• Drazen JC, Popp BN, Choy CA, Clement T, De Forest L, Smith Jr. KL. 2008. Bypassing the abyssal benthic food web: Macrourid diet in the eastern North Pacific inferred from stomach content and stable isotope analyses. Limnology and Oceanography 53: 2644-2654. [Link]
  3. Tracking Changes in Midwater Food Webs with the Longnosed Lancetfish (Alepisaurus ferox), a Cosmopolitan Marine Predator

    Lancetfish are fierce looking deep water fish abundantly captured by open ocean commercial fisheries. Very recently lancetfish topped the list as the most caught species by the Hawaiian Longline fishery working in the central North Pacific. The removal of large numbers of predators from a network of interacting species has been shown to incite series of changes within open ocean ecosystems. What are these changes and what do they mean for our ability to continue fishing our global oceans? How quickly do these changes occur and how far across the ecosystem do they extend?

    In collaboration with NOAA’s Pacific Island Fisheries Science Center’s Ecosystems & Oceanography Division in Hawaii we are examining the stomach contents of lancetfish as a way of monitoring the composition of midwater communities. Fishery observers from the Hawaii Longline Observer Program remove the stomachs of lancetfish at sea, bringing back detailed snapshots of prey communities across large oceanic areas and extended time periods. Predatory marine fish often feed upon whatever they are able to successfully catch and thus, their stomach contents can provide unique and detailed snapshots of midwater animal communities.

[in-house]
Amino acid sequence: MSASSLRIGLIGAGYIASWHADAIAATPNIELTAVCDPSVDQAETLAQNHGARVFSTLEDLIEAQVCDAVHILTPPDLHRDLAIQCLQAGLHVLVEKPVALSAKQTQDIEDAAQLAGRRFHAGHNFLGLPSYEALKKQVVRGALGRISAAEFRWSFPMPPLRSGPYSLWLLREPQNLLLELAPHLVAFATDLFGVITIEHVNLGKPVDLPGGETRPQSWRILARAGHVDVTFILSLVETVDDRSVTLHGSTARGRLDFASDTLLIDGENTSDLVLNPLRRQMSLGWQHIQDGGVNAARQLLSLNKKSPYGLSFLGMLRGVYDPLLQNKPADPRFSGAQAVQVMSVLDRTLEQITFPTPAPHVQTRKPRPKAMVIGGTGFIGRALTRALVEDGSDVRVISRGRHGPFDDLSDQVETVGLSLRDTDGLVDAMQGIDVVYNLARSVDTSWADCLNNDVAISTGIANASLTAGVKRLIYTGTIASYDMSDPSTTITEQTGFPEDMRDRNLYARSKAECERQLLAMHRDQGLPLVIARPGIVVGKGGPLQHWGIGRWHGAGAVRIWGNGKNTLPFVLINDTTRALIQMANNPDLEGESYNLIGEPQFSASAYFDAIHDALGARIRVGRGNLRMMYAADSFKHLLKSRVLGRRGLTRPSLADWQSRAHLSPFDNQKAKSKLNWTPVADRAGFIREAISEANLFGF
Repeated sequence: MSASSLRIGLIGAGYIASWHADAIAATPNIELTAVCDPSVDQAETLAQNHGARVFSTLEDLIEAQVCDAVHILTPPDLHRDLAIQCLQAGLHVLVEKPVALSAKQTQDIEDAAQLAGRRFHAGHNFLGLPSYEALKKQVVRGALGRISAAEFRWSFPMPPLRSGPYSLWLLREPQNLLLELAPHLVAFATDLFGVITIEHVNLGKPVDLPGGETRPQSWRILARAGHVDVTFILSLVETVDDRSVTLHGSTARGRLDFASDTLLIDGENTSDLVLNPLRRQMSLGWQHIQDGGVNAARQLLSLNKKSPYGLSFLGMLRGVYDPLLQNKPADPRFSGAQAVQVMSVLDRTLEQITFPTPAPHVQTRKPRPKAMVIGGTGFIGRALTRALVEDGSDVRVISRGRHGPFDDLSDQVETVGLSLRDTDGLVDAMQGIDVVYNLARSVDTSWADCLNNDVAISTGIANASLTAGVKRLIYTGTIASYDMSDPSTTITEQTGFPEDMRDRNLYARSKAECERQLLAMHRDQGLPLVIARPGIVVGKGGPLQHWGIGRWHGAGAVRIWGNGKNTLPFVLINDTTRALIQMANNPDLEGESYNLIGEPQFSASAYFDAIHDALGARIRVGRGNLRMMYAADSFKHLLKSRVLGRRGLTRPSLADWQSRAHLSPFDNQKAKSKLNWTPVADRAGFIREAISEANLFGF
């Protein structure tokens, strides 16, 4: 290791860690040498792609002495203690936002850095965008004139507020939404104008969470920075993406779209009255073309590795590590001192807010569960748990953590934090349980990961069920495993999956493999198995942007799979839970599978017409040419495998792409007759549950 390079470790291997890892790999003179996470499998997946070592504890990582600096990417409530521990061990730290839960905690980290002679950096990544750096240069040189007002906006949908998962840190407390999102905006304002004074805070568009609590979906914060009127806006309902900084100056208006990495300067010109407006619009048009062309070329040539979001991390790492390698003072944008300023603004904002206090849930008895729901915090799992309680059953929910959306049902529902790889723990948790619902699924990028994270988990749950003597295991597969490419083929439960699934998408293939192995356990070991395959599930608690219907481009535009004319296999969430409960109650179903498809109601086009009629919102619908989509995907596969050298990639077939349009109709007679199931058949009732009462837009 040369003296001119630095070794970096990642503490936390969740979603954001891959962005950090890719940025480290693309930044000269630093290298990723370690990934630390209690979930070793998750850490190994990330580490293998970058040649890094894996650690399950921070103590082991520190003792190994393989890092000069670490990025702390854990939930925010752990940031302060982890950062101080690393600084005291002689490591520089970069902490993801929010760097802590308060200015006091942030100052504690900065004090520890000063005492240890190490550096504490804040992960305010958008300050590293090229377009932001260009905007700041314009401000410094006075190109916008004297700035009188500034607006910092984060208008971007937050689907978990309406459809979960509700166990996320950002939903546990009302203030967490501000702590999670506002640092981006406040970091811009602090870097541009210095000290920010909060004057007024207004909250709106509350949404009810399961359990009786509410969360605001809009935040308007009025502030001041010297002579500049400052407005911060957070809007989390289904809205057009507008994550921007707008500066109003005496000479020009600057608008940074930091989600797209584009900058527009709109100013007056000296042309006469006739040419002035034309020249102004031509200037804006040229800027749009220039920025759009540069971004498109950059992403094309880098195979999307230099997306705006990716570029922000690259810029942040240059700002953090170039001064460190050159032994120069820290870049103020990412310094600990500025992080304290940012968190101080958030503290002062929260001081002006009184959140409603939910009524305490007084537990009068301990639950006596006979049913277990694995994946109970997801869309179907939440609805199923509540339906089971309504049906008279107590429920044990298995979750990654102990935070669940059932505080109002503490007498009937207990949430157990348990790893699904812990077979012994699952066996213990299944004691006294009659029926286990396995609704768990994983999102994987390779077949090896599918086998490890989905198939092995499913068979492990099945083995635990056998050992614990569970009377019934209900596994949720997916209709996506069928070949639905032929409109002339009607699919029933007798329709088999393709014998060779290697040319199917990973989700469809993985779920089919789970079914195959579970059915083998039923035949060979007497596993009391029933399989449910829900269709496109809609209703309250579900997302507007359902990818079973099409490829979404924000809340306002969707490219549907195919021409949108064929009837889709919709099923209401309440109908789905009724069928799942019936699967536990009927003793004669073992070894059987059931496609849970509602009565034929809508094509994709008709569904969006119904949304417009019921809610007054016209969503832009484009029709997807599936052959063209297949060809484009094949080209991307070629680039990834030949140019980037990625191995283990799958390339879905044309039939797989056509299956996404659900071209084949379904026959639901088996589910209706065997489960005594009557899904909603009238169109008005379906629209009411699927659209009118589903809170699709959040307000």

We are examining historical changes in diet and midwater animals. In collaboration with graduate students at Stanford University we are also looking at environmental and ecological drivers of lancetfish diet (e.g., productivity, prey availability) and how these differ with lancetfish size. We are actively working with deep water fish and cephalopod taxonomists and ecologists to look at prey species distributions and population structures using genetics. Please contact us if you are interested in stomach samples of midwater animals.

    Relevant publications:

    • Choy CA, Drazen JC. 2013. Plastic for dinner? Observations of frequent debris ingestion by large predatory fishes from the central North Pacific. Marine Ecology Progress Series 485: 155-163. [Link]
    • Choy CA, Drazen JC. 2013. The diets of five important mid-trophic mesopelagic fishes of the central North Pacific. Marine Ecology Progress Series 492: 169-184. [Link]
  4. Assessing Human Fingerprints on Open Ocean Communities with Biochemical Tracers

    The human fingerprint on seemingly far-removed deep sea ecosystems can extend beyond commercial fishing and climate-induced change. Assessing human impact can go hand in hand with learning about the structure and function of marine food webs because some biochemical tracers of anthropogenic origin or influence are transferred through food webs when animals eat one another. We have looked specifically at mercury distribution and cycling patterns in Hawaiian food webs. Recent findings that deep sea fish ingest large amounts of plastic debris has spurned preliminary work to examine the transfer of plastic-derived toxins in marine food webs.

    Relevant publications

    • Sackett DK, Drazen JC, Choy CA, Popp BN, Pitz GL. 2015. Mercury sources and trophic ecology for Hawaiian bottomfish.Environmental Science & Technology 49(11): 6909-6918. [Link]
    • Blum JD, Popp BN, Drazen JC, Choy CA, Johnson MW. 2013. Evidence for methylmercury production below the mixed layer in the North Pacific Ocean. Nature Geoscience 6: 879-884. [Link]
    • Choy CA, Popp BN, Kaneko JJ, Drazen JC. 2009. The influence of depth on mercury levels in pelagic fishes and their prey.Proceedings of the National Academy of Sciences USA 106(33): 13865-13869. [Link]